“You know, when you do television episodes, especially action-adventure shows, you have a tendency to remake all the old great movies. Well, one of the episodes I was doing was sort of a mild ripoff of Foreign Correspondent. It took place at a resort… [a diplomat played by Theodore Bikel has disappeared and] nobody believes [Kate Jackson’s character]. She goes back to the apartment, pissed off that her friends don’t believe her, and she sees on the dining room table the cigarette lighter. Very distinctive cigarette lighter. Picks it up. Aha! Evidence that he was here.

‘”Now, we’re running the rough cut, and I say to Aaron, ‘I’m going to get a close shot of the cigarette lighter, and Kate’s hand will come in and pick it up and light it, so it will be one shot, instead of just an insert. So we’ll have that tie-in.’ Aaron says ‘Good idea, good idea.’ Then he says, ‘Listen, when you do it, get the insert earlier with Theo’s hand, showing him putting the lighter down on the table.’ He had a few other notes. I said, ‘I like your notes. We’ll accomplish them, but one I have to really disagree with violently.’ He said, ‘What’s that?’ I said, ‘I really don’t want to put in that insert of Theo Bikel putting the lighter down on the table in the previous scene. It’s a real red flag. I mean, it just says to everybody, Uh-oh, look out!’ And he says, ‘Well, of course, but you must do that.’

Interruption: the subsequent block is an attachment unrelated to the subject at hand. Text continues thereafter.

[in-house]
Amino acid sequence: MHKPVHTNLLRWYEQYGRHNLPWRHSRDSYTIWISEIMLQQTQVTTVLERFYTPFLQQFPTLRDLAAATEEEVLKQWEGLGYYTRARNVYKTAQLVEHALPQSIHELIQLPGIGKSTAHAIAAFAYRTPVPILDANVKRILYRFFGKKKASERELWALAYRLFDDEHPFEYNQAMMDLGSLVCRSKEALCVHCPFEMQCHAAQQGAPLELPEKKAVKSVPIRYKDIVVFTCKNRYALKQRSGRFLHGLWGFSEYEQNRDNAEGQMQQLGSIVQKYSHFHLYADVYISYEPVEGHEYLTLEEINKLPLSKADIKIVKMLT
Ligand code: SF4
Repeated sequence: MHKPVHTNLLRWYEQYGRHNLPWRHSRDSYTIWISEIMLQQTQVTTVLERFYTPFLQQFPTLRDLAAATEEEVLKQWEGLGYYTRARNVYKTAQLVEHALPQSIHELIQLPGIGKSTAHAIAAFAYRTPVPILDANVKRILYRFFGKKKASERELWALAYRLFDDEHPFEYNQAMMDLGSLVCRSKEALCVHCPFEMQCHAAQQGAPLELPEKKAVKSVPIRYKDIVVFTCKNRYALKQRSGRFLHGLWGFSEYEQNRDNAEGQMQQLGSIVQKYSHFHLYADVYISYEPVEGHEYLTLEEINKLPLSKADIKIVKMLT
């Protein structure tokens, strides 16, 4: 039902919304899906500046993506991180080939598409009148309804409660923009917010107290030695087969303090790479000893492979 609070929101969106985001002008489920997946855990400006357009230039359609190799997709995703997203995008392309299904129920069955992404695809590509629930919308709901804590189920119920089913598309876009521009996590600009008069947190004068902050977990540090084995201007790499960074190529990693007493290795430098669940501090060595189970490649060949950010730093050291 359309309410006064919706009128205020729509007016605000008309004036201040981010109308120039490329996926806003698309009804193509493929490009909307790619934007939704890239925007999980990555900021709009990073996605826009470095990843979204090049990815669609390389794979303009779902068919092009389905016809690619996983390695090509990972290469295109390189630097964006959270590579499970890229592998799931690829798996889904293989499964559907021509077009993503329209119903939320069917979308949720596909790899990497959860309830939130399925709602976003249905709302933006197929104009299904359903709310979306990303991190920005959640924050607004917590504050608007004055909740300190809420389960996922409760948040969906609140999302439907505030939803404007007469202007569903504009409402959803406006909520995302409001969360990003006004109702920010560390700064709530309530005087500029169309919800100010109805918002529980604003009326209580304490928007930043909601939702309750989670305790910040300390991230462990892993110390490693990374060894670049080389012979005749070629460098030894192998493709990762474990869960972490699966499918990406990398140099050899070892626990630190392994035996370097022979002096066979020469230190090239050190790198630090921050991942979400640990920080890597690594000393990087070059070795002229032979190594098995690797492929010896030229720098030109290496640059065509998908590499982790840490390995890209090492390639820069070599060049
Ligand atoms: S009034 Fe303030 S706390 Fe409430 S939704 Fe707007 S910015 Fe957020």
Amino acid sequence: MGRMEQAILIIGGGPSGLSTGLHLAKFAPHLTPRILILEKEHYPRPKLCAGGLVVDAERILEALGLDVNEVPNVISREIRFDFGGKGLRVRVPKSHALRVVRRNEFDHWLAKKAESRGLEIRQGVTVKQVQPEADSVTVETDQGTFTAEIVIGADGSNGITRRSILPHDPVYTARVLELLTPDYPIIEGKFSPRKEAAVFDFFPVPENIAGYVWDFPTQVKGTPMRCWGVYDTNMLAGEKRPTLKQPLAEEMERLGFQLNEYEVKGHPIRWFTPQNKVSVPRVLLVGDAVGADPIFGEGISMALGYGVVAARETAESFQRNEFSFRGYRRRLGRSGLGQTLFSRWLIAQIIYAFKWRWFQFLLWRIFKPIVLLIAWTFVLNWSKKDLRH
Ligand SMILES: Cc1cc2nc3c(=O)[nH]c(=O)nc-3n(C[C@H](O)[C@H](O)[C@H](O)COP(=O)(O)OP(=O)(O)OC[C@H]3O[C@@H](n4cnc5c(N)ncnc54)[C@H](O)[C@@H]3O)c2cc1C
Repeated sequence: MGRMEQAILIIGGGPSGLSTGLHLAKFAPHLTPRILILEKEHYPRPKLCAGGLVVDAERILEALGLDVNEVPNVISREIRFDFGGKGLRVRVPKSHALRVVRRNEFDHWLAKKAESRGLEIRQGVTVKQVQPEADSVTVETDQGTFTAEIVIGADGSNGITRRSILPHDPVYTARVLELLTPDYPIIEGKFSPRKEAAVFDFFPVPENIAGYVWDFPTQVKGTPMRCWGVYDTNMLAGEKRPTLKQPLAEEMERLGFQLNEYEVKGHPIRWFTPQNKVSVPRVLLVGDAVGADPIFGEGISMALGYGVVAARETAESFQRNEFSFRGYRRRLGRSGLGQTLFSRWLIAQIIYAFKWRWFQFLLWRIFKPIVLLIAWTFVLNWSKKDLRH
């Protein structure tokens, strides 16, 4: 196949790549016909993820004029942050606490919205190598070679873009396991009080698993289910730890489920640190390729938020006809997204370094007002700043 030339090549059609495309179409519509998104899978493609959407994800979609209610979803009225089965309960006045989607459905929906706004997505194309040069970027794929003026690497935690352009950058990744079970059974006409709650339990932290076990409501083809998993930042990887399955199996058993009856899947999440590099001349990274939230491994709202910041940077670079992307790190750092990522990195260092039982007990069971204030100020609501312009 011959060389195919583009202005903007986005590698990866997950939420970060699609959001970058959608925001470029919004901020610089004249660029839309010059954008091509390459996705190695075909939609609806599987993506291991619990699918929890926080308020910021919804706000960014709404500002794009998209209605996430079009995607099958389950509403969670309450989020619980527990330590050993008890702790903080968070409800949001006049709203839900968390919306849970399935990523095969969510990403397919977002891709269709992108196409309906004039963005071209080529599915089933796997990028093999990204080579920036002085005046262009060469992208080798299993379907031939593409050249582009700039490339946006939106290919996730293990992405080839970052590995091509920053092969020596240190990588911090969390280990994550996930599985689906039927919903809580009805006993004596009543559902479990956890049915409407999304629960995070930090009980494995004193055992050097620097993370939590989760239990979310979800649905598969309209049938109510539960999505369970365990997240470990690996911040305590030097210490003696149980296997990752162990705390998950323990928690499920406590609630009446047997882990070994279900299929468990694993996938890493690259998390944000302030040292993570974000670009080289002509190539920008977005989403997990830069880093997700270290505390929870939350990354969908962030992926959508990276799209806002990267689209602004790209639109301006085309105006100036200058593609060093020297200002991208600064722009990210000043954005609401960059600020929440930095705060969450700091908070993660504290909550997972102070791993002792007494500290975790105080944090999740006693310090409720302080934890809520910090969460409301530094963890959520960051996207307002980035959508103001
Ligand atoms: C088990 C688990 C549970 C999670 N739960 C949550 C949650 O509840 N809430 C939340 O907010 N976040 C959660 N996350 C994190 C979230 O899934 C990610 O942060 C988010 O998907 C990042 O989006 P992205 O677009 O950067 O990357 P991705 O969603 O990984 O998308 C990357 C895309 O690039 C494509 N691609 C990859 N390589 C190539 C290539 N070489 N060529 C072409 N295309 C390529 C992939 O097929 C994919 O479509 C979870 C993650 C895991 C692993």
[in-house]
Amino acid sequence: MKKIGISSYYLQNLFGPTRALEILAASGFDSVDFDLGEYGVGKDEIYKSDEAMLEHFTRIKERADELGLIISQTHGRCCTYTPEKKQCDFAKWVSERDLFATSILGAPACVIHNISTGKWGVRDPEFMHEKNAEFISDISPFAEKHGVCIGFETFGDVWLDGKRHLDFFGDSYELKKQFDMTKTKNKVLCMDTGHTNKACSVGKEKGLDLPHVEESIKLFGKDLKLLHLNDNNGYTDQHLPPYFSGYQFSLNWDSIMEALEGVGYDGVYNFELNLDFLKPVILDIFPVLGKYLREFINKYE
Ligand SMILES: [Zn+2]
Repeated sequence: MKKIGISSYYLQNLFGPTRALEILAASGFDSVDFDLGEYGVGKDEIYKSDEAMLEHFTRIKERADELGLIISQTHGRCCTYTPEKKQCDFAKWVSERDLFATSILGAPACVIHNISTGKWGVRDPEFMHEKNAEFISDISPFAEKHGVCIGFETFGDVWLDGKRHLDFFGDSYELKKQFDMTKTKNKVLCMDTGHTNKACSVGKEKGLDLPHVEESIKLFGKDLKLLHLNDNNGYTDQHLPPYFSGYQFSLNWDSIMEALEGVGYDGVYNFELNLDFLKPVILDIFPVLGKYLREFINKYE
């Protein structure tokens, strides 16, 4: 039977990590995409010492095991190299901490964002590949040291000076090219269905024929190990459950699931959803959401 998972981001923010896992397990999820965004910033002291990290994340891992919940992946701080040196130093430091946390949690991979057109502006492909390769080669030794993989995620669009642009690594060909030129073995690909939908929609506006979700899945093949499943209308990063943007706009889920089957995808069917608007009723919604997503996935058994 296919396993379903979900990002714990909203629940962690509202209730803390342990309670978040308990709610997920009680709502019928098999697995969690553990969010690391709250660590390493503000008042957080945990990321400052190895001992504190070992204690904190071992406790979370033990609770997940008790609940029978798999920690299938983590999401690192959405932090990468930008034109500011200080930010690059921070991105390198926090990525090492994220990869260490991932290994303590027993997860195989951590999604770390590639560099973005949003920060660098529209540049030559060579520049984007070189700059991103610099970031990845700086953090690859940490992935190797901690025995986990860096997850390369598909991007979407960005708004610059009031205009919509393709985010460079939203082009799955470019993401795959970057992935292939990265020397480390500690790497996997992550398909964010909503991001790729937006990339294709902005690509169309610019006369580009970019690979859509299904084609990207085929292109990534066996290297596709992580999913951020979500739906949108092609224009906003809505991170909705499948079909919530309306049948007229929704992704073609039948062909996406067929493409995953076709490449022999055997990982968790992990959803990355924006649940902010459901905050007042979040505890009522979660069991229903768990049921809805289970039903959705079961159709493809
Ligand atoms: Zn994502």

“I said, ‘I don’t understand. Look, to me, everything I’ve learned about picture making is to go for revelation, to learn about something through the eyes of a principal. Don’t intrude the camera to have the audience see something that our cast doesn’t. It’s much better to learn about it through Kate.’ Big argument. Finally he said, ‘Look, just do it.’ Aaron was the boss, right? He owned the store.”

That night at a party, a friend reminded Rosenzweig, who was complaining bitterly, of the conventions of children’s theater: “The villain walks out onstage and says, ‘Heh-heh-heh, I have the secret matchbook, and I am going to hide it. I am going to put it behind this basket, and the heroine will never find it. Heh-heh-heh!’ And he walks off. Now the heroine comes out and says, ‘Where oh where is the secret matchbook?’ And all the kids in the audience say, ‘It’s behind the basket, it’s behind the basket!’ That’s what Aaron does. He believes that’s what the American audience is, you see.”

Sure, Rosenzweig sounds bitter, and anyone trying to bring the remotest amount of sophistication to a Spelling product must have been driven out of his mind. But that technique — show and tell, always recap things for the audience, let them know that something’s important right away so they can look out for it later — is absolutely a part of commercial mass-market TV. Spelling was a little more open about it and a little less concerned with disguising it (every mystery show has to recap stuff for us; the sophisticated ones try to disguise the fact that that’s what they’re doing). And of course he had an instinct for what the public needed spoon-fed to it; he didn’t seem to do it for cynical reasons, but because this was genuinely the kind of thing he liked. But cynically or sincerely, we’ll never completely see the end of TV producers thinking we are basically children.